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Promega

The Fitchburg City Council created a tax increment district Tuesday to assist in a planned $190 million expansion by Promega Corp. A new 270,000-square-foot research and development building would be just east of the company's Feynman Center, shown above.

The Fitchburg City Council approved the creation of a tax incremental financing district Tuesday to provide public financing for a proposed $190 million Promega Corp. expansion.

The biotechnology company is seeking to build a new 270,000-square-foot research and development facility next to its campus off East Cheryl Parkway. With the district established, Promega and the city will have to come to agreement on how much public financing could be contributed. The project could be eligible for an estimated $14.8 million in public funds.

The proposal also includes adding two floors to an existing parking structure for 340 more stalls and constructing a 4,800-square-foot “central utility plant” to serve the new and existing buildings and increase energy efficiency.

Construction is eyed to begin this summer and slated for completion in 2020. The new research and development facility would be east of the company’s Feynman Center, 2780 Woods Hollow Road.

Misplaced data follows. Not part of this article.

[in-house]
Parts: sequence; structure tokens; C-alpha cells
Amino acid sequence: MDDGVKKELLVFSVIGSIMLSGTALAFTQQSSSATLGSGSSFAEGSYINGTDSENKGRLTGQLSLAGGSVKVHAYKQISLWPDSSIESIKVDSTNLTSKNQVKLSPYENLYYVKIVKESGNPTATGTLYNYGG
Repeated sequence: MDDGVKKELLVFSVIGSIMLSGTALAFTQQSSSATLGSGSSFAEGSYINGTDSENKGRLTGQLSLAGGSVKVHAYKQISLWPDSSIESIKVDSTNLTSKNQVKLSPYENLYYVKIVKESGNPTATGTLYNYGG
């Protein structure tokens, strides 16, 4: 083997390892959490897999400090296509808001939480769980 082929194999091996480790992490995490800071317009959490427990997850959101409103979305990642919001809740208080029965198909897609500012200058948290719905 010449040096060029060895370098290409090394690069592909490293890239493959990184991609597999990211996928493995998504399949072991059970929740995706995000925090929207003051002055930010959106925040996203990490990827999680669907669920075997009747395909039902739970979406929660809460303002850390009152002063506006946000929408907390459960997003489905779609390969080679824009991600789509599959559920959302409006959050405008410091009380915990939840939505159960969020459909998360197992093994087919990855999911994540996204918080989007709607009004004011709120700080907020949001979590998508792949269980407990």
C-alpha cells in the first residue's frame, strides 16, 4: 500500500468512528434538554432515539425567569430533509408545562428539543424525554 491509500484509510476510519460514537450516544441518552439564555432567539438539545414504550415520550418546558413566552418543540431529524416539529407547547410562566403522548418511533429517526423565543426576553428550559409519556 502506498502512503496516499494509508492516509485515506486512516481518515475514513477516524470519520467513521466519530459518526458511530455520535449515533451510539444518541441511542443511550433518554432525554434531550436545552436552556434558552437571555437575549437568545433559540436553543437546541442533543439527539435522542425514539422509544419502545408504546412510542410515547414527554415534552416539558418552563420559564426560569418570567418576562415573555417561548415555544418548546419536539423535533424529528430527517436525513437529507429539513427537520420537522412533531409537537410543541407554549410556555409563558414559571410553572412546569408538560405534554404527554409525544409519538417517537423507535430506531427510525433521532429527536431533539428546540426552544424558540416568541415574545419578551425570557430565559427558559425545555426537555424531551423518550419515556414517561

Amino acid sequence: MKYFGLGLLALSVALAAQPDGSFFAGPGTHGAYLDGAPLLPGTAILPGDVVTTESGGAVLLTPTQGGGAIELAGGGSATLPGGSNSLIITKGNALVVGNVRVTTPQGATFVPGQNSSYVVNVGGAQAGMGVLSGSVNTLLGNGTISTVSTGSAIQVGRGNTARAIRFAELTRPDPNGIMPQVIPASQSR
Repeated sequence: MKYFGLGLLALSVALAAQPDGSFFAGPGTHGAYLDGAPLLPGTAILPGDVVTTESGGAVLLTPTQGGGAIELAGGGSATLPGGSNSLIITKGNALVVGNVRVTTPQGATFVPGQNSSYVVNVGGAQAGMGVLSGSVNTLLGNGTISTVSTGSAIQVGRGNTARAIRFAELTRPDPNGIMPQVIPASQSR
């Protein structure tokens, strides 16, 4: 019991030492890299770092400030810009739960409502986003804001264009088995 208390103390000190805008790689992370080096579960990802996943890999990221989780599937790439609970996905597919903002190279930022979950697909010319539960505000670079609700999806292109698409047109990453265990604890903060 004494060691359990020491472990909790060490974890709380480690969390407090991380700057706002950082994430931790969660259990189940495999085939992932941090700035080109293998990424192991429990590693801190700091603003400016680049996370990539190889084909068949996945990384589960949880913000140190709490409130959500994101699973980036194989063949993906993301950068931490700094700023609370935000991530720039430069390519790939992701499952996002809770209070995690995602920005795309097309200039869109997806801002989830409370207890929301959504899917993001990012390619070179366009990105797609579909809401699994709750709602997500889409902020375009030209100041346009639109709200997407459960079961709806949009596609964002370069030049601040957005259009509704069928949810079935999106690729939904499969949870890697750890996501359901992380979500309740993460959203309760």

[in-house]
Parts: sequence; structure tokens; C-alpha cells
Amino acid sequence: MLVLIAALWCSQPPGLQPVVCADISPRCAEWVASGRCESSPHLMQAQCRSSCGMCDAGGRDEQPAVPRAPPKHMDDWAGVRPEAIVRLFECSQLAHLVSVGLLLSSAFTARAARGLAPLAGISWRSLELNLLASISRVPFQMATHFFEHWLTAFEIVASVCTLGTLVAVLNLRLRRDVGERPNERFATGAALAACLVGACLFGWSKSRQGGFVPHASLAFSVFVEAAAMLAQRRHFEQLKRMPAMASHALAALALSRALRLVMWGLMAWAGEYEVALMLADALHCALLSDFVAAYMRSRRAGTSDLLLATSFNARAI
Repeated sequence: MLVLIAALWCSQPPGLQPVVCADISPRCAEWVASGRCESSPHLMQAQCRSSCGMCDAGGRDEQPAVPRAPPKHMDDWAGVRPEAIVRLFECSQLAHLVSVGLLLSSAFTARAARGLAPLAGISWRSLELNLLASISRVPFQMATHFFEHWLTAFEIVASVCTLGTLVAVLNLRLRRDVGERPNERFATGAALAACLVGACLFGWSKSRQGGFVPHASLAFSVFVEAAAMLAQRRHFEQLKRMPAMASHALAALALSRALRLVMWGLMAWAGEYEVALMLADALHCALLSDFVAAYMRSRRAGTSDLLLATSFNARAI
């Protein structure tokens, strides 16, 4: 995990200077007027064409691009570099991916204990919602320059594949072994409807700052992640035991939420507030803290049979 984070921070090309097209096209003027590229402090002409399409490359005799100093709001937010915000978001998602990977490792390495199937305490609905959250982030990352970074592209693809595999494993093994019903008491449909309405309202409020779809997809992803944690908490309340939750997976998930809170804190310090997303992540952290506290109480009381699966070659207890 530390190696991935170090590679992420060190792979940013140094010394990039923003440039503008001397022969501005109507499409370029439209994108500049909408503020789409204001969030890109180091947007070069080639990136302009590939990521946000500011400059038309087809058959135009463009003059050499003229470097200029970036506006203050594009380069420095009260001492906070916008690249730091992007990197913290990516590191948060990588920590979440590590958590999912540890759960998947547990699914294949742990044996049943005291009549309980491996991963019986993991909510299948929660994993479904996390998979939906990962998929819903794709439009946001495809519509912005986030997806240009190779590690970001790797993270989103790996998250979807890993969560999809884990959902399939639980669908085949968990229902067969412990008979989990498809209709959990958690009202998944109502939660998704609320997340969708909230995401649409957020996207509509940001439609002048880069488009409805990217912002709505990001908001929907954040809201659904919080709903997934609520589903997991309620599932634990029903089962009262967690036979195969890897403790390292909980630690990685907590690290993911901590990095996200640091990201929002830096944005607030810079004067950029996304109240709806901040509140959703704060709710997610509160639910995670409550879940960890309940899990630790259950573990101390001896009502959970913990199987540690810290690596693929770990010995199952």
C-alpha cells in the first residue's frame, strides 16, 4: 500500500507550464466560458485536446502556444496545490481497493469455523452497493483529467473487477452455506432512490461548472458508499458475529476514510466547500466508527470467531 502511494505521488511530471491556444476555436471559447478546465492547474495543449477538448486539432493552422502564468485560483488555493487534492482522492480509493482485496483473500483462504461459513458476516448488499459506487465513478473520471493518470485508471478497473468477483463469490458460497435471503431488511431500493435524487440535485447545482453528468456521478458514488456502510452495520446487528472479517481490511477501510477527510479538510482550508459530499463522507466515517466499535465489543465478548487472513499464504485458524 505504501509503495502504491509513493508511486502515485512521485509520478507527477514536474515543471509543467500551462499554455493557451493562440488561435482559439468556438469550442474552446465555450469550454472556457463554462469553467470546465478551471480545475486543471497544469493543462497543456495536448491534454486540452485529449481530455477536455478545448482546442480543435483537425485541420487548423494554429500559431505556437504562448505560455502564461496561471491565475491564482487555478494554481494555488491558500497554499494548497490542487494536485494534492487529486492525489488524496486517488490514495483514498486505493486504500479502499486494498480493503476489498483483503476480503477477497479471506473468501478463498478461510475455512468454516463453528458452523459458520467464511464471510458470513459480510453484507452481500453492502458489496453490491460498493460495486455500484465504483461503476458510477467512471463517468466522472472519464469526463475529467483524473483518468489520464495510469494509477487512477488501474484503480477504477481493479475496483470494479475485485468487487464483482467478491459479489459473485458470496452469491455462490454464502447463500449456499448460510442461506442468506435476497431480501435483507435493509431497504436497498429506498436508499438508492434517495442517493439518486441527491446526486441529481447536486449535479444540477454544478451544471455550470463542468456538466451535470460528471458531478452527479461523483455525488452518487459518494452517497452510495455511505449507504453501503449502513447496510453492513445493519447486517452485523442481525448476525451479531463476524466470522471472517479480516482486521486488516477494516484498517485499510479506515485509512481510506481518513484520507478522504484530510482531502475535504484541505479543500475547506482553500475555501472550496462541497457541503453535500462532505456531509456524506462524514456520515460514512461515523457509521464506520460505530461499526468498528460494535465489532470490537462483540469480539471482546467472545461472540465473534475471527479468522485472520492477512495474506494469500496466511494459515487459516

“I know it’s going to be a wonderful project, because I’ve heard that from a lot of people,” Ald. Tony Hartmann said.

Under tax incremental financing (TIF), a municipality takes the property tax revenue generated from new construction, known as increment, and uses those funds for assisting development in a district, such as through public infrastructure improvements. After a certain number of years, the additional property tax revenue returns to the city and other local taxing jurisdictions.

Based on a conservative property value estimate of $94 million on Promega’s new construction, the city could generate up to $45 million in tax increment over 20 years, said Greg Johnson, a senior municipal adviser for Ehlers, a consulting firm the city hired to examine Promega’s plan.

“The purpose of this district is really to facilitate the expansion of Promega,” he said.

If Fitchburg decides to appropriate $14.8 million in TIF, the city could recoup its cost and potentially close the district by 2033 — seven years earlier than legally allowed to remain open — and thus put the entire value of the new construction back on the tax rolls, Johnson said.

Promega, a privately held company, has manufacturing facilities, distribution centers and branch offices across the globe, but it is based in Fitchburg.

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Logan Wroge has been a general assignment reporter for the Wisconsin State Journal since 2015.